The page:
Background: Lymphatic filariasis is a neglected tropical disease that can cause permanent disability through disruption of the lymphatic system. This disease is caused by parasitic filarial worms that are transmitted by mosquitos. Mass drug administration (MDA) of antihelmintics is recommended by WHO to eliminate lymphatic filariasis as a public health problem. This study aims to produce the first geospatial estimates of the global prevalence of lymphatic filariasis infection over time, to quantify progress towards elimination, and to identify geographical variation in distribution of infection.
Methods: A global dataset of georeferenced surveyed locations was used to model annual 2000-18 lymphatic filariasis prevalence for 73 current or previously endemic countries. We applied Bayesian model-based geostatistics and time series methods to generate spatially continuous estimates of global all-age 2000-18 prevalence of lymphatic filariasis infection mapped at a resolution of 5 km2 and aggregated to estimate total number of individuals infected.
Findings: We used 14 927 datapoints to fit the geospatial models. An estimated 199 million total individuals (95% uncertainty interval 174-234 million) worldwide were infected with lymphatic filariasis in 2000, with totals for WHO regions ranging from 3·1 million (1·6-5·7 million) in the region of the Americas to 107 million (91-134 million) in the South-East Asia region. By 2018, an estimated 51 million individuals (43-63 million) were infected. Broad declines in prevalence are observed globally, but focal areas in Africa and southeast Asia remain less likely to have attained infection prevalence thresholds proposed to achieve local elimination.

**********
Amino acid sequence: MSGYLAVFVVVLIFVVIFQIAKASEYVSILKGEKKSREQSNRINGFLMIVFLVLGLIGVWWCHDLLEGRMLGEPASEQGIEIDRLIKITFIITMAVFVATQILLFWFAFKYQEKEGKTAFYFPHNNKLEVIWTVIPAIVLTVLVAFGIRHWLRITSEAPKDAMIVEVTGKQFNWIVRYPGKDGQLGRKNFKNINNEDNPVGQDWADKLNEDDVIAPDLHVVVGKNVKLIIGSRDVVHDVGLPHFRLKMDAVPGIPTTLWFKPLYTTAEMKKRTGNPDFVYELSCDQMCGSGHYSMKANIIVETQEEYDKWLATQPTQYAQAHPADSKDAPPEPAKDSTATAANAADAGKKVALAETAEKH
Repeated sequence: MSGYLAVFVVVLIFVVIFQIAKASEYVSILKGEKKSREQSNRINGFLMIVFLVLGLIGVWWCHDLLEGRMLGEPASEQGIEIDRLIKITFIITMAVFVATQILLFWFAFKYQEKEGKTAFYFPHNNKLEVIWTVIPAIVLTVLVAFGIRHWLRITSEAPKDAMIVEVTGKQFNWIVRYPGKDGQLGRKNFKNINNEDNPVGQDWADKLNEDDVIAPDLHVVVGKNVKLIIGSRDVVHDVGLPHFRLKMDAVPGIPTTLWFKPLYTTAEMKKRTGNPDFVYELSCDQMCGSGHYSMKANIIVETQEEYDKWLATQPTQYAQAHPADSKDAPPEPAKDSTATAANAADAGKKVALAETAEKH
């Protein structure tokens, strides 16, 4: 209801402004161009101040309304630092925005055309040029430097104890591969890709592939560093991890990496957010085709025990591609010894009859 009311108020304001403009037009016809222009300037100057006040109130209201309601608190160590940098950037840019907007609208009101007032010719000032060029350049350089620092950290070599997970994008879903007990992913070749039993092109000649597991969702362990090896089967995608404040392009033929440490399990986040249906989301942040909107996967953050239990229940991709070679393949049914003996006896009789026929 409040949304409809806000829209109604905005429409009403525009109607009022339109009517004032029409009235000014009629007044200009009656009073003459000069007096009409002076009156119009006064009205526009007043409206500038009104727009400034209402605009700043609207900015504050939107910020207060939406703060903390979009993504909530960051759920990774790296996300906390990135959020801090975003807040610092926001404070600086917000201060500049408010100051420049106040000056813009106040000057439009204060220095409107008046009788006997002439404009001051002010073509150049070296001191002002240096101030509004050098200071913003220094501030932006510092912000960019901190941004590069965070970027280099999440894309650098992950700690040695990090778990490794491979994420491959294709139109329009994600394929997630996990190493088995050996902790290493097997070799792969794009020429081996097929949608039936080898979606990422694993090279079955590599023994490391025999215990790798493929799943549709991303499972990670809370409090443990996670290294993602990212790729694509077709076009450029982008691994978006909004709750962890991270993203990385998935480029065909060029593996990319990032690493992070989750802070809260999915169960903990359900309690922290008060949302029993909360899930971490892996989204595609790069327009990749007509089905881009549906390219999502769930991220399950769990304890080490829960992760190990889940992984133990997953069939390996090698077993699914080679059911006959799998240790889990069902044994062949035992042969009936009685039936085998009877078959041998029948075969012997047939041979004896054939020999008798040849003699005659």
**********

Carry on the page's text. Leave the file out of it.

Interpretation: Although the prevalence of lymphatic filariasis infection has declined since 2000, MDA is still necessary across large populations in Africa and Asia. Our mapped estimates can be used to identify areas where the probability of meeting infection thresholds is low, and when coupled with large uncertainty in the predictions, indicate additional data collection or intervention might be warranted before MDA programmes cease.
Funding: Bill & Melinda Gates Foundation.
Copyright © 2020 The Author(s). Published by Elsevier Ltd. This is an open access article under the CC BY 4.0 license. Published by Elsevier Ltd.. All rights reserved.